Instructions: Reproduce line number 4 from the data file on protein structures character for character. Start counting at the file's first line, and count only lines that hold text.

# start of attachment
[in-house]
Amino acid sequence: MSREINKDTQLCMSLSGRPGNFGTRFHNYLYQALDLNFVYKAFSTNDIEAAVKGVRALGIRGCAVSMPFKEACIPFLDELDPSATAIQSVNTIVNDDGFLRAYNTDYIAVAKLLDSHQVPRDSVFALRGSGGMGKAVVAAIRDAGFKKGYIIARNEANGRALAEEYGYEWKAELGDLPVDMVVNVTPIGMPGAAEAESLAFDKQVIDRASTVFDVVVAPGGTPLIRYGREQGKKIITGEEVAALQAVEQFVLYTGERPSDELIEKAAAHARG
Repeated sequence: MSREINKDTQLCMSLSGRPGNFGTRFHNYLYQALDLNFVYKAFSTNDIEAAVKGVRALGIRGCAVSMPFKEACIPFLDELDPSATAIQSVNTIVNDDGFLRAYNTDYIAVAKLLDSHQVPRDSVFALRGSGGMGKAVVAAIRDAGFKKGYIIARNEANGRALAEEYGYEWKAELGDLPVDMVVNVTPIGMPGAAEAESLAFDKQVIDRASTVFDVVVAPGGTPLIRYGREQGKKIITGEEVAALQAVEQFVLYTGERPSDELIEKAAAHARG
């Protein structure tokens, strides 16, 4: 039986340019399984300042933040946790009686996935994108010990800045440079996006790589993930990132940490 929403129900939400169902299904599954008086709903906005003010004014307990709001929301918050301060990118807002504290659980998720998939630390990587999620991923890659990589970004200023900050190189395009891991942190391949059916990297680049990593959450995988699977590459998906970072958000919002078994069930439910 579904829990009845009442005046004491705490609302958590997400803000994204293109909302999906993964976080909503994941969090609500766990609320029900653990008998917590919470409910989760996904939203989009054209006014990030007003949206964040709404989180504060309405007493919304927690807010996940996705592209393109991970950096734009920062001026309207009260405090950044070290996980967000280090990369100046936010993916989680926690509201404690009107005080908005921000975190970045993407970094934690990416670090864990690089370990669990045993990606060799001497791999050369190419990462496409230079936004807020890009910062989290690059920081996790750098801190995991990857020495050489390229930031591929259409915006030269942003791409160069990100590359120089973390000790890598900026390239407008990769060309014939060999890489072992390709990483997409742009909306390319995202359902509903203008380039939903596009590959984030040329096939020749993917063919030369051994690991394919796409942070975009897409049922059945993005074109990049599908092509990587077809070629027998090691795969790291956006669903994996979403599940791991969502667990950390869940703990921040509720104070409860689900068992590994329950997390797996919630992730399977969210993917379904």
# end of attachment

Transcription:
């Protein structure tokens, strides 16, 4: 039986340019399984300042933040946790009686996935994108010990800045440079996006790589993930990132940490 929403129900939400169902299904599954008086709903906005003010004014307990709001929301918050301060990118807002504290659980998720998939630390990587999620991923890659990589970004200023900050190189395009891991942190391949059916990297680049990593959450995988699977590459998906970072958000919002078994069930439910 579904829990009845009442005046004491705490609302958590997400803000994204293109909302999906993964976080909503994941969090609500766990609320029900653990008998917590919470409910989760996904939203989009054209006014990030007003949206964040709404989180504060309405007493919304927690807010996940996705592209393109991970950096734009920062001026309207009260405090950044070290996980967000280090990369100046936010993916989680926690509201404690009107005080908005921000975190970045993407970094934690990416670090864990690089370990669990045993990606060799001497791999050369190419990462496409230079936004807020890009910062989290690059920081996790750098801190995991990857020495050489390229930031591929259409915006030269942003791409160069990100590359120089973390000790890598900026390239407008990769060309014939060999890489072992390709990483997409742009909306390319995202359902509903203008380039939903596009590959984030040329096939020749993917063919030369051994690991394919796409942070975009897409049922059945993005074109990049599908092509990587077809070629027998090691795969790291956006669903994996979403599940791991969502667990950390869940703990921040509720104070409860689900068992590994329950997390797996919630992730399977969210993917379904």